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  FDA Warning Letter/
Notice of Violation Letter
 

Link:  Pharm/Biotech Resources
 

Posted by FDA:  2012


Ms. Ashlie Adams, M.S., RAC
Manager, Regulatory Affairs
Cornerstone Therapeutics Inc.
1255 Crescent Green Drive, Suite 250
Cary, NC 27518

RE: NDA 020744
      CUROSURF
® (poractant alfa) Intratracheal Suspension
      MA #195


Dear Ms. Adams:

The Office of Prescription Drug Promotion (OPDP), Division of Professional Drug Promotion (DPDP) of the U.S. Food and Drug Administration (FDA) has reviewed a professional pitch letter which includes an attached press release (C-Q311-17) for CUROSURF® (poractant alfa) Intratracheal Suspension (Curosurf) submitted by Cornerstone Therapeutics Inc. (Cornerstone) under cover of Form FDA 2253. The pitch letter is false or misleading because it omits important risk information associated with the use of the drug and the pitch letter and the press release are false or misleading because they present unsubstantiated superiority claims. Thus, the pitch letter and press release misbrand Curosurf in violation of the Federal Food, Drug, and Cosmetic Act (the FD&C Act), 21 U.S.C. 352(a) & 321(n) and FDA implementing regulations. 21 CFR 202.1(e)(5); (e)(6)(i); (e)(6)(ii) & (e)(7)(i). Cornerstone also did not comply with 21 CFR 20 1.1 0(g)(1).

Background

Below is the indication and summary of the most serious and most common risks associated with the use of Curosurf.1 According to its FDA-approved product labeling (PI):

CUROSURF is indicated for the treatment (rescue) of Respiratory Distress Syndrome (RDS) in premature infants. CUROSURF reduces mortality and pneumothoraces associated with RDS.

Curosurf is associated with serious risks. The PI contains Warnings regarding intratracheal use, rapid effects on oxygenation and lung compliance which necessitate frequent clinical and laboratory assessments, as well as transient adverse effects including bradycardia, hypotension, endotracheal tube blockage, and oxygen desaturation which require stopping Curosurf administration and taking appropriate measures to alleviate the condition. The Precautions section of the PI indicates that correction of acidosis, hypotension, anemia, hypoglycemia, and hypothermia is recommended prior to Curosurf administration. The Adverse Reactions section of the PI indicates that common complications of prematurity observed in the Curosurf single dose clinical trials include acquired pneumonia, acquired septicemia, bronchopulmonary dysplasia, intracranial hemorrhage, patent ductus arteriosis, pneumothorax, and pulmonary interstitial emphysema.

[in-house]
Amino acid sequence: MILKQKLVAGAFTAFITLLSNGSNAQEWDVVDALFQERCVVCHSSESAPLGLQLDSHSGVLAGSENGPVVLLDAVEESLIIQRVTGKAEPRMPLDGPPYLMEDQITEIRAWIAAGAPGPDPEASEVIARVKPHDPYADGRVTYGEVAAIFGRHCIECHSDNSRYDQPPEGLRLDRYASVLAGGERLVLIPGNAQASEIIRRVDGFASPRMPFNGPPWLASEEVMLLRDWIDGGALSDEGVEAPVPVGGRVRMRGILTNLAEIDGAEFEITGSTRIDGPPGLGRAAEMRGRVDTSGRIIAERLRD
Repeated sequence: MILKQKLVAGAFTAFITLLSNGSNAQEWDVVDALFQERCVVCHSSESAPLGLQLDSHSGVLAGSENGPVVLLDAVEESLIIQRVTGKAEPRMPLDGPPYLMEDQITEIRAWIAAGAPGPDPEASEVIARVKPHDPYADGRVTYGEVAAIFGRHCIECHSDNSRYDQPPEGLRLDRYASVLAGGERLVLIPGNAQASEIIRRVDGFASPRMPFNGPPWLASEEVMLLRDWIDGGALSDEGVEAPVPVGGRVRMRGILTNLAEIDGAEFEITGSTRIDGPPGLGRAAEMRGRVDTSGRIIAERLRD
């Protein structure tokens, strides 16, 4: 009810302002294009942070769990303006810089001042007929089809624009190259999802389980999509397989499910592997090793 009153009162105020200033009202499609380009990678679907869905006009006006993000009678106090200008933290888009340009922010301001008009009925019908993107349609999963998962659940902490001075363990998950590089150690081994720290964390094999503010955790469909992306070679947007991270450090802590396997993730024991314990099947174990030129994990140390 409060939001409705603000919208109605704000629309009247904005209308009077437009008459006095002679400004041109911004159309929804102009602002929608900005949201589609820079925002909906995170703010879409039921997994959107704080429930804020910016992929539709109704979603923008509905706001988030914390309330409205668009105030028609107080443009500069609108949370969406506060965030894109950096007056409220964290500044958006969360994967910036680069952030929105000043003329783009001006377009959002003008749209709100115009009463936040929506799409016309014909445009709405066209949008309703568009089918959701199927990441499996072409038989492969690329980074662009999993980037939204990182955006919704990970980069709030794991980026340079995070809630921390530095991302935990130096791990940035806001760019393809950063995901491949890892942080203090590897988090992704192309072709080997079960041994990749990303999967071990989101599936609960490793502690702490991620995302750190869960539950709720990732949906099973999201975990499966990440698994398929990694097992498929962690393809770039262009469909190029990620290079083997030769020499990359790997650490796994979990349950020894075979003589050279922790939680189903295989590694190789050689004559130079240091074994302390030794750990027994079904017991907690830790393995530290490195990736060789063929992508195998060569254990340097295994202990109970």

Omission of Risk Information

Promotional materials are misleading if they fail to reveal facts that are material in light of representations made or with respect to consequences that may result from the use of the drug as recommended or suggested by the materials. The pitch letter contains several efficacy claims for Curosurf, but fails to communicate any risk information associated with the use of the drug. By omitting the serious risks associated with Curosurf, the pitch letter misleadingly suggests that Curosurf is safer than has been demonstrated. We acknowledge that the press release which accompanies the pitch letter contains an Important Safety Information section for Curosurf. However, this does not mitigate the complete omission of important risk information from the pitch letter itself.

Unsubstantiated Superiority Claims